Dave Barry’s 2018 Year in Review

It’s January, time to reflect on the year just passed. Dave Barry, as he does every year, gives us a trip down the memory hole of 2018, helping us to remember much that we tried to forget.

“What made this year so awful? We could list many factors, including natural disasters, man-made atrocities, the utter depravity of our national political discourse and the loss of Aretha Franklin.”

Re-live the year just finished. Read Dave’s month-by-month report.

John Boehner: Still Smokin’

“I’m all in on marijuana.”

Republican John Boehner resigned from the House of Representatives in 2015 after nearly twenty-five years, the last five as Speaker. He has since found a life after politics.

“I’m all in on marijuana.”

“The business of business is people.”

“Your people come first, and if you treat them right, they’ll treat the customers right.”

Wild Turkey whiskey and Kool cigarettes finally caught up with Herb Kelleher. The co-founder and former CEO of Southwest Airlines has died at age eighty-seven. Southwest began flying in 1971, serving three Texas Cities: Dallas (Love Field, not DFW), San Antonio and Houston. Today, Southwest, with 58,000 employees, carries more domestic passengers than any other airline, serving ninety-nine U.S. cities and ten foreign countries. It is the most, actually the only consistently profitable airline, even without charging fees for checked baggage or itinerary changes and with a highly-unionized workforce.

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The Border, the President, the Wayback Machine

IOKIYAR (It’s OK if you are Republican)

The current occupant of the White House gave a speech to Americans about the urgency of U.S. taxpayers funding a border wall. (As with the deficit and Mexico paying for the wall, Republicans no longer mention the president’s TelePrompTer use.) The major television networks acquiesced and broadcast the scripted, sometimes coherent harangue. Never mind that in 2014 the same networks declined to give airtime to the President – that would be Barack Obama – addressing the nation about border security. The reason given? It was too political. Previously, the networks did air George W. Bush’s immigration speech.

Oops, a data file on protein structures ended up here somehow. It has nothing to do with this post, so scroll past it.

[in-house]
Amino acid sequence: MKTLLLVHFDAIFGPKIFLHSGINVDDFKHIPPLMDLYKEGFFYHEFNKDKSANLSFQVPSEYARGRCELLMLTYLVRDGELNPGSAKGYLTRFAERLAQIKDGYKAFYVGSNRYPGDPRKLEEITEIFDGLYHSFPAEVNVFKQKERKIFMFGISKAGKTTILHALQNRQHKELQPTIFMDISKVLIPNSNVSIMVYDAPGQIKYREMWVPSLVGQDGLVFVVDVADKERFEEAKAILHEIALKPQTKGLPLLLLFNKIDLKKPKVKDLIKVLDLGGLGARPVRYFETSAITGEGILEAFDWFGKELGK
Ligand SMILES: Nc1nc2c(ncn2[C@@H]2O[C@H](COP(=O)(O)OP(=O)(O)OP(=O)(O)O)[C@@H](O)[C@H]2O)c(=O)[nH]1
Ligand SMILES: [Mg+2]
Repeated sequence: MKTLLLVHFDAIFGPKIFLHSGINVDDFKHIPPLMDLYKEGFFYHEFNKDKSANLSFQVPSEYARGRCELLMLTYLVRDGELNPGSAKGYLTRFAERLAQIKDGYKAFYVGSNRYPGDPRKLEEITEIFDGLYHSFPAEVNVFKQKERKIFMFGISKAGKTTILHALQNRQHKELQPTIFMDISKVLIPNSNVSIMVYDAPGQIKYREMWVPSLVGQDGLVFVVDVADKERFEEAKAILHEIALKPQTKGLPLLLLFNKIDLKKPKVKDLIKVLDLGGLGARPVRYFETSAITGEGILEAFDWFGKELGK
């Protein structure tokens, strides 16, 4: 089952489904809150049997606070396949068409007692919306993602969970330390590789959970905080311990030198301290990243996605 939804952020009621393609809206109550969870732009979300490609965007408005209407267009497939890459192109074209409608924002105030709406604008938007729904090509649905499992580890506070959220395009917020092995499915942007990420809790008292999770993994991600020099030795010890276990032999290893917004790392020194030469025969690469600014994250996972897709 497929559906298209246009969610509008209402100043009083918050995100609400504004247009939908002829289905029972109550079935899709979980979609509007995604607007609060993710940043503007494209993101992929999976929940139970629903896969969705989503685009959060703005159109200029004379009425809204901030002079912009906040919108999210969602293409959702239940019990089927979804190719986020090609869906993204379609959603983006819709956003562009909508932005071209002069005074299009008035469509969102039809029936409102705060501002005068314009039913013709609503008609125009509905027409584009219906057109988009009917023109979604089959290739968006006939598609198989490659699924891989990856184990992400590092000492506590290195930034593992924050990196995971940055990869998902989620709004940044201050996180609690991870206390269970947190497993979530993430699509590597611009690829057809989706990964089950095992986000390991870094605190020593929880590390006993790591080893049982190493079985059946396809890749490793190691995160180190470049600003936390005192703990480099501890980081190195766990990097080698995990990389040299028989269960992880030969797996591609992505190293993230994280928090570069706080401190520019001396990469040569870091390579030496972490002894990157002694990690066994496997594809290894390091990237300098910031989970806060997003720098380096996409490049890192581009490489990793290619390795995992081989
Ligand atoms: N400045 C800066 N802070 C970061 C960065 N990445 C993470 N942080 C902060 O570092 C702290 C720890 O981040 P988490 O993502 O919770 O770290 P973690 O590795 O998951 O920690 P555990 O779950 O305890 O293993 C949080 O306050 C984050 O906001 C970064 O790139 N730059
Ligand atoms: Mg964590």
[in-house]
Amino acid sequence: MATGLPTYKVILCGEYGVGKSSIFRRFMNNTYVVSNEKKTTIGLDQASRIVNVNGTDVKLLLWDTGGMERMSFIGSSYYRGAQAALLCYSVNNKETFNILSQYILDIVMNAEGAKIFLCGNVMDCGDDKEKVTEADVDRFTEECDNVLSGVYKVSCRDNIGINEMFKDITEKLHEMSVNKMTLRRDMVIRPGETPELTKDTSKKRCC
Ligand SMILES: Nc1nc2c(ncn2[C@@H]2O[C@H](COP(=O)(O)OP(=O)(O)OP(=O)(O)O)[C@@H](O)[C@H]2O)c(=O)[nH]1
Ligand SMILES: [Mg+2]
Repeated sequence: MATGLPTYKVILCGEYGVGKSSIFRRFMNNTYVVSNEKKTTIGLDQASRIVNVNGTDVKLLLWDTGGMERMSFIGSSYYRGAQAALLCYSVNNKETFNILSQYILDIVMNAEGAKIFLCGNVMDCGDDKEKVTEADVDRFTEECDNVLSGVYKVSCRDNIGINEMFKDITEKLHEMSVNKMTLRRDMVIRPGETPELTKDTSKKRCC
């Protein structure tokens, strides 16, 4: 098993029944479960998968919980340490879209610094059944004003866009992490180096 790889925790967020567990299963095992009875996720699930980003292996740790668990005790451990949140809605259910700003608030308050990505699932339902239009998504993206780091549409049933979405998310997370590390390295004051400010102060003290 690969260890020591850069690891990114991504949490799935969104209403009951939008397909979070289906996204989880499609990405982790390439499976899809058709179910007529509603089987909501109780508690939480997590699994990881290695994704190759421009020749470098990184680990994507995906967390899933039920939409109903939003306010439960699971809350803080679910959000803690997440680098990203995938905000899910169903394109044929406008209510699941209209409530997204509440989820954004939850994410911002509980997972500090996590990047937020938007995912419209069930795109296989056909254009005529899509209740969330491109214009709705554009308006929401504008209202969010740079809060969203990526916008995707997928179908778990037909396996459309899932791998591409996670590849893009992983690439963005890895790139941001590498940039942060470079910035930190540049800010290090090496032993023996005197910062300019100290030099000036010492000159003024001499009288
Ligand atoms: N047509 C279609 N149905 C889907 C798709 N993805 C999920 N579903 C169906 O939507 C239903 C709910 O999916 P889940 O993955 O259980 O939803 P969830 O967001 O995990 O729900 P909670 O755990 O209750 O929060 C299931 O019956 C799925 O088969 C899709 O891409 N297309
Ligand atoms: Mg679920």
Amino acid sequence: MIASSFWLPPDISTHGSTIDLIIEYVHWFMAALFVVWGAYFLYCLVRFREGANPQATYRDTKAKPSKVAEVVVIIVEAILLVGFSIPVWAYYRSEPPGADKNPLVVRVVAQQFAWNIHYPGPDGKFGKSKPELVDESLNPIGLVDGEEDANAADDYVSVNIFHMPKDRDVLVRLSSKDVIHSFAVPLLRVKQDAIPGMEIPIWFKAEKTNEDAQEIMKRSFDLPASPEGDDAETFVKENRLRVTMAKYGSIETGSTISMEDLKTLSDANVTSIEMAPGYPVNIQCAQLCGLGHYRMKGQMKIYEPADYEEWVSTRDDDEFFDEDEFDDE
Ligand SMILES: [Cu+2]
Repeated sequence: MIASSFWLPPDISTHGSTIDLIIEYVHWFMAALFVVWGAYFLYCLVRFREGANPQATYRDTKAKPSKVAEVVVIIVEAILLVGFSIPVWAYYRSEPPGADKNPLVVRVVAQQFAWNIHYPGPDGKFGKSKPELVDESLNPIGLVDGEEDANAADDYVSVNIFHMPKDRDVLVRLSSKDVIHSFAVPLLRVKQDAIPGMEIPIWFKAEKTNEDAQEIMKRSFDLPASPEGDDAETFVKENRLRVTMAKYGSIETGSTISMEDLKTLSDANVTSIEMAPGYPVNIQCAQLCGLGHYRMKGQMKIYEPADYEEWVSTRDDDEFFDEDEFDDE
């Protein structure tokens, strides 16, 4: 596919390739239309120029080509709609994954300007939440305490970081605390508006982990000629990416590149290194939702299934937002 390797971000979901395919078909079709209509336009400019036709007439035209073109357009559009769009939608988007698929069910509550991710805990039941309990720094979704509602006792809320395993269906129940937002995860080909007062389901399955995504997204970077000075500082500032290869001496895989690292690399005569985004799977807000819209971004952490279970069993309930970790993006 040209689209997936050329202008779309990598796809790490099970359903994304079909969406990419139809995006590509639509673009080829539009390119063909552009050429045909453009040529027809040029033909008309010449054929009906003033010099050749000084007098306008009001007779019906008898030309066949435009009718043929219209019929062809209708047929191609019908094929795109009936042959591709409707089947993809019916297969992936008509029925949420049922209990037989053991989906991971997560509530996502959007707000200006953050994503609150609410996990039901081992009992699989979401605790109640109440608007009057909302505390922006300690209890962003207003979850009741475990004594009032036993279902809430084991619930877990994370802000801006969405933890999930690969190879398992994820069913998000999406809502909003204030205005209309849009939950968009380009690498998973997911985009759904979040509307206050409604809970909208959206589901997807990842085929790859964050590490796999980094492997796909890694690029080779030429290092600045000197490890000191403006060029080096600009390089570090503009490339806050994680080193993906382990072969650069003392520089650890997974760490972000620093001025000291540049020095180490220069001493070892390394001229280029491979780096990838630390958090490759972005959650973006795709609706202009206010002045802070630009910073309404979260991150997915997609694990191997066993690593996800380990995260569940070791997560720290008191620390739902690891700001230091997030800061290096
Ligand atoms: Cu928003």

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2018: Best Year Ever!

Nicholas Kristof, graduate of Yamhill-Carlton (Oregon) High School, has for the past two decades been reporting for the New York Times from what a certain U.S. leader has referred to as “shithole countries.” Kristof and Sheryl WuDunn in 1991 earned a Pulitzer Prize for their reporting on Tienanmen Square student protests. They became the first husband-wife team gain the honor. Kristof won the Pulitzer again in 2006 for his reporting from Darfur on the genocide there.

Nicholas Kristof and Sheryl WuDunn

Mr. Kristof’s dispatches focus on subjects such as poverty, famine, human trafficking and ethnic cleansing from outposts in Myanmar, Yemen, Bangladesh and other sites of human misery. He has also made known his contrarian views on the anti-sweatshop movement and the social structure of the U.S. military.